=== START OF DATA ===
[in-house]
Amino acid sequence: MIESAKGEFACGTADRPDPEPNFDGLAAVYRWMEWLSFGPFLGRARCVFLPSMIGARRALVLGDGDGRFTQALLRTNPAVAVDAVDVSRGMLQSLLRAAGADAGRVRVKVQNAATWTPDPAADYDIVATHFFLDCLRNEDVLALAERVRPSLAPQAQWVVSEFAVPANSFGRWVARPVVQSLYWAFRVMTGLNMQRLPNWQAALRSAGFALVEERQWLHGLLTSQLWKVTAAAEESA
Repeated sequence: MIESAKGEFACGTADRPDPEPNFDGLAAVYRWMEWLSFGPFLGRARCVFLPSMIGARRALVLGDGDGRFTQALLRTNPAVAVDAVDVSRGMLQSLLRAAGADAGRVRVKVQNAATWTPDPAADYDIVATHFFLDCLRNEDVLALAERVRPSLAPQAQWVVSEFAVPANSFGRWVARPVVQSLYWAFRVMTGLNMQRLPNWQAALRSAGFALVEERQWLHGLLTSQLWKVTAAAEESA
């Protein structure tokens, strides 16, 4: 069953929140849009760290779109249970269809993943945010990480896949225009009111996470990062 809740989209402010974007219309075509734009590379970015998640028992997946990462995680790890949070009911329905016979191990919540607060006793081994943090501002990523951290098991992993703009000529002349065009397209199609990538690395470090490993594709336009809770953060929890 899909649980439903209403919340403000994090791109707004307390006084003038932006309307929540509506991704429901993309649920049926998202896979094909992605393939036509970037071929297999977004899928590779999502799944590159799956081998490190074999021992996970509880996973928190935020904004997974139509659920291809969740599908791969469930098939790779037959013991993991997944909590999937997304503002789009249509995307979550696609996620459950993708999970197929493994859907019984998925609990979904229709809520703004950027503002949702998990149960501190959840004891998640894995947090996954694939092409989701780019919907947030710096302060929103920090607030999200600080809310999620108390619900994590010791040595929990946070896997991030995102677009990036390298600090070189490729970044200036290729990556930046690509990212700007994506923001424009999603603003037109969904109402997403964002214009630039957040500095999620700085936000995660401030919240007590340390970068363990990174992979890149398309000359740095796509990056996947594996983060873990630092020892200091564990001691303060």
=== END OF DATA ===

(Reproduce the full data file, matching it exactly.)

[in-house]
Amino acid sequence: MIESAKGEFACGTADRPDPEPNFDGLAAVYRWMEWLSFGPFLGRARCVFLPSMIGARRALVLGDGDGRFTQALLRTNPAVAVDAVDVSRGMLQSLLRAAGADAGRVRVKVQNAATWTPDPAADYDIVATHFFLDCLRNEDVLALAERVRPSLAPQAQWVVSEFAVPANSFGRWVARPVVQSLYWAFRVMTGLNMQRLPNWQAALRSAGFALVEERQWLHGLLTSQLWKVTAAAEESA
Repeated sequence: MIESAKGEFACGTADRPDPEPNFDGLAAVYRWMEWLSFGPFLGRARCVFLPSMIGARRALVLGDGDGRFTQALLRTNPAVAVDAVDVSRGMLQSLLRAAGADAGRVRVKVQNAATWTPDPAADYDIVATHFFLDCLRNEDVLALAERVRPSLAPQAQWVVSEFAVPANSFGRWVARPVVQSLYWAFRVMTGLNMQRLPNWQAALRSAGFALVEERQWLHGLLTSQLWKVTAAAEESA
């Protein structure tokens, strides 16, 4: 069953929140849009760290779109249970269809993943945010990480896949225009009111996470990062 809740989209402010974007219309075509734009590379970015998640028992997946990462995680790890949070009911329905016979191990919540607060006793081994943090501002990523951290098991992993703009000529002349065009397209199609990538690395470090490993594709336009809770953060929890 899909649980439903209403919340403000994090791109707004307390006084003038932006309307929540509506991704429901993309649920049926998202896979094909992605393939036509970037071929297999977004899928590779999502799944590159799956081998490190074999021992996970509880996973928190935020904004997974139509659920291809969740599908791969469930098939790779037959013991993991997944909590999937997304503002789009249509995307979550696609996620459950993708999970197929493994859907019984998925609990979904229709809520703004950027503002949702998990149960501190959840004891998640894995947090996954694939092409989701780019919907947030710096302060929103920090607030999200600080809310999620108390619900994590010791040595929990946070896997991030995102677009990036390298600090070189490729970044200036290729990556930046690509990212700007994506923001424009999603603003037109969904109402997403964002214009630039957040500095999620700085936000995660401030919240007590340390970068363990990174992979890149398309000359740095796509990056996947594996983060873990630092020892200091564990001691303060």